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The primary cause of this issue was a misinterpretation of how robot_localization should be implemented; Though the package suggests it would "merge" the output of sensors, the output of amcl isn't reliable enough as it reports coordinates on the map versus the raw coordinates returned by the sensors: amcl reports a position of X: 20, Y: -60 on the map I've used for example, after giving it an estimated pose within Rviz. The sensors would only keep track with the difference from the coordinates: X: 0, Y: 0, thus causing the epileptic effect of the robot jumping between those two estimates as both packages kept firm with their estimations.

As such, the original two packages for localization, being laser_scan_matcher and amcl were temporarily removed and replaced with two robot_localization packages. both being fed pose and orientation packets from the LIDAR sensor (via laser_scan_matcher configured to not publish to tf) and the IMU sensor (An MPU9250). Although this still hasn't proven to be the right solution due to the map moving with the robot, it did resolve the "epilepsy" caused by two largely different estimations provided by amcl and the estimates of the packages (E.g. massive jumping between 0,0 and 20,60) by keeping only one source of estimation.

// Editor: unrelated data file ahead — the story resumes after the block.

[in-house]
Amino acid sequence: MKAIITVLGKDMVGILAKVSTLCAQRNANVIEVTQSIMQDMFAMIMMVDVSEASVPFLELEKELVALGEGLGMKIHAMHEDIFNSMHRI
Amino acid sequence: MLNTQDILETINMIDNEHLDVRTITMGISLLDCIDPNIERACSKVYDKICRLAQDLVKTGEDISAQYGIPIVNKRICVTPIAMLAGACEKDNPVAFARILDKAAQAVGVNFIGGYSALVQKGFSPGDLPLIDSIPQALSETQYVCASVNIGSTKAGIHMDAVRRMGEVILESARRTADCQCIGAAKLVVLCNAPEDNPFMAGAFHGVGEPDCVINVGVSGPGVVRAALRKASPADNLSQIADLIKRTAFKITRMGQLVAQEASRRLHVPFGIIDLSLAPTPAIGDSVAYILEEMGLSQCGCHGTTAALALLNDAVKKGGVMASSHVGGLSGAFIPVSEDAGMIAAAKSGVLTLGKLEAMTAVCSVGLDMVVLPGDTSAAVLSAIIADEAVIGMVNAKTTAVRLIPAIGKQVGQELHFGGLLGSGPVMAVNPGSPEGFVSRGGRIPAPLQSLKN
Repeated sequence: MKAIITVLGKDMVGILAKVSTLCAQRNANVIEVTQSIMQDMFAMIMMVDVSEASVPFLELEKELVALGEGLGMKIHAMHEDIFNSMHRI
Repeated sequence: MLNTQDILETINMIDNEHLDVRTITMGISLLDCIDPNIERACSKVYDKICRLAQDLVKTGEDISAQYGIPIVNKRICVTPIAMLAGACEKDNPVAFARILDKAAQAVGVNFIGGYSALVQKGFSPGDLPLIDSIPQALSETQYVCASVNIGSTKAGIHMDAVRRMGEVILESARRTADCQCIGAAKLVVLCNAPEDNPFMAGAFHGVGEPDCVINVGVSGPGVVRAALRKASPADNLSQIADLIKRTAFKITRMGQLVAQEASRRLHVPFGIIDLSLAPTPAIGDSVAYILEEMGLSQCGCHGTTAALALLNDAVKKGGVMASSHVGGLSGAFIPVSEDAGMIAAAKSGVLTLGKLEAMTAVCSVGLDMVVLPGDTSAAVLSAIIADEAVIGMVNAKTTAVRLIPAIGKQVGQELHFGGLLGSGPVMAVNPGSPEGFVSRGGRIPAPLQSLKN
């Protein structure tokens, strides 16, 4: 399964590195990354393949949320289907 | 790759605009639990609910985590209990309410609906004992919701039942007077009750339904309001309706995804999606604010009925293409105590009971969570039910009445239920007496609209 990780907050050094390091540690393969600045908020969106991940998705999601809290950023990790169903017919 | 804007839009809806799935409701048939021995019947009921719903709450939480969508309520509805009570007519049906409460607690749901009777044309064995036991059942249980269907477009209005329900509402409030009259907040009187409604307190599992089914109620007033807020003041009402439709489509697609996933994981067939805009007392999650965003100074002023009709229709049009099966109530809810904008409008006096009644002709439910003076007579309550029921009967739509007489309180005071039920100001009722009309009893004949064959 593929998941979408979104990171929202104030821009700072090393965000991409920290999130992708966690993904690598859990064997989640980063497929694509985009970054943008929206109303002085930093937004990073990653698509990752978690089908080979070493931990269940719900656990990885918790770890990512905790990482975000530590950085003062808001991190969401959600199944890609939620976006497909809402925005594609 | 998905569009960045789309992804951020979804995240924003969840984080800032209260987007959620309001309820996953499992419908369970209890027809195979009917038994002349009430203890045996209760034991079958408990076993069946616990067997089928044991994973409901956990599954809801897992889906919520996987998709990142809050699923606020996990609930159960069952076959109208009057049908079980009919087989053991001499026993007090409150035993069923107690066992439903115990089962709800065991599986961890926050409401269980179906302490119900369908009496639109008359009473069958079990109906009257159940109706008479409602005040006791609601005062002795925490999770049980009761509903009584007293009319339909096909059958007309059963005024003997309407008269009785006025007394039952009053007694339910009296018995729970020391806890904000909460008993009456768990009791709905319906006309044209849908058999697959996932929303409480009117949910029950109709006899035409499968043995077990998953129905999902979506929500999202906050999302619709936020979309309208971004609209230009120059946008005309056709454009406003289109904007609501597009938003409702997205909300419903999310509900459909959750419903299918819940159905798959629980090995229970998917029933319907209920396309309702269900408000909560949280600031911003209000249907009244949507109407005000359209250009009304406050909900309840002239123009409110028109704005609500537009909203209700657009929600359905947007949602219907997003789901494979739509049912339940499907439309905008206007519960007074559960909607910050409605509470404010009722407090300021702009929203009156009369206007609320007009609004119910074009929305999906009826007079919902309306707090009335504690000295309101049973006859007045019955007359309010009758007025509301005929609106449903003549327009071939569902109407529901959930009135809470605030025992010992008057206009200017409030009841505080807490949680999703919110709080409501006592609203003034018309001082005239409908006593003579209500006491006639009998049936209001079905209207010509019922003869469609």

The big picture hasn't been fully resolved yet, but the lesson learned in this issue is to review the pose messages returned by the packages and to avoid having two parties report way different estimates; that could be avoided by reviewing the tf tree to avoid conflicts and using rostopic echo to review the estimated positions of each package so that they match. The setup would now replace the laser_scan_matcher in the tf tree for robot_localization which fuses the IMU's orientation data with the LIDAR's position estimate.